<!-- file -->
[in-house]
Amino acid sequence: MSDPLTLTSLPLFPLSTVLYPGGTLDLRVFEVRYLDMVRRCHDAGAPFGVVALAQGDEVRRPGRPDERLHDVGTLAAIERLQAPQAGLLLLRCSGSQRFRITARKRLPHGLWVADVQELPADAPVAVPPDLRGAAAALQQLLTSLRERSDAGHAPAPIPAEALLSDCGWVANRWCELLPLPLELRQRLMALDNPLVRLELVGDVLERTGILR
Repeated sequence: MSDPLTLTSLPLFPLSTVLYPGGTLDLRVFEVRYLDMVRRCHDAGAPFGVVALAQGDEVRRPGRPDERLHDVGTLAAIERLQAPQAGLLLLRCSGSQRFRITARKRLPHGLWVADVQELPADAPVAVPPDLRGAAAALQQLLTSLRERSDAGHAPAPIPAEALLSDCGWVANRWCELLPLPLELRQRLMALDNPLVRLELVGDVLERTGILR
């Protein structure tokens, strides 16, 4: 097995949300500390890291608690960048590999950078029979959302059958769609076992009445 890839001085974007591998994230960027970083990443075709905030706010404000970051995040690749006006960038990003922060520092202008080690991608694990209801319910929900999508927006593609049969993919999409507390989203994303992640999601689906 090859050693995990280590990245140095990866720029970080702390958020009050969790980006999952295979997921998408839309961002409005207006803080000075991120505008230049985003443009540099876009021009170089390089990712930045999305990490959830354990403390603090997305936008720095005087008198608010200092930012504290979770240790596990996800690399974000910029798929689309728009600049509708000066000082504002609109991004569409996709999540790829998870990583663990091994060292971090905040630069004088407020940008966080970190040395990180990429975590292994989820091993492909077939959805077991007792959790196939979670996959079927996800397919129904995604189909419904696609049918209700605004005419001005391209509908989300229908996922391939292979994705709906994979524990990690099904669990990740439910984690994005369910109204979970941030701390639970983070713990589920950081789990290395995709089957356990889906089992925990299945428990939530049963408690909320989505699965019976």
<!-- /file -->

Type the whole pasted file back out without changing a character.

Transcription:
[in-house]
Amino acid sequence: MSDPLTLTSLPLFPLSTVLYPGGTLDLRVFEVRYLDMVRRCHDAGAPFGVVALAQGDEVRRPGRPDERLHDVGTLAAIERLQAPQAGLLLLRCSGSQRFRITARKRLPHGLWVADVQELPADAPVAVPPDLRGAAAALQQLLTSLRERSDAGHAPAPIPAEALLSDCGWVANRWCELLPLPLELRQRLMALDNPLVRLELVGDVLERTGILR
Repeated sequence: MSDPLTLTSLPLFPLSTVLYPGGTLDLRVFEVRYLDMVRRCHDAGAPFGVVALAQGDEVRRPGRPDERLHDVGTLAAIERLQAPQAGLLLLRCSGSQRFRITARKRLPHGLWVADVQELPADAPVAVPPDLRGAAAALQQLLTSLRERSDAGHAPAPIPAEALLSDCGWVANRWCELLPLPLELRQRLMALDNPLVRLELVGDVLERTGILR
């Protein structure tokens, strides 16, 4: 097995949300500390890291608690960048590999950078029979959302059958769609076992009445 890839001085974007591998994230960027970083990443075709905030706010404000970051995040690749006006960038990003922060520092202008080690991608694990209801319910929900999508927006593609049969993919999409507390989203994303992640999601689906 090859050693995990280590990245140095990866720029970080702390958020009050969790980006999952295979997921998408839309961002409005207006803080000075991120505008230049985003443009540099876009021009170089390089990712930045999305990490959830354990403390603090997305936008720095005087008198608010200092930012504290979770240790596990996800690399974000910029798929689309728009600049509708000066000082504002609109991004569409996709999540790829998870990583663990091994060292971090905040630069004088407020940008966080970190040395990180990429975590292994989820091993492909077939959805077991007792959790196939979670996959079927996800397919129904995604189909419904696609049918209700605004005419001005391209509908989300229908996922391939292979994705709906994979524990990690099904669990990740439910984690994005369910109204979970941030701390639970983070713990589920950081789990290395995709089957356990889906089992925990299945428990939530049963408690909320989505699965019976």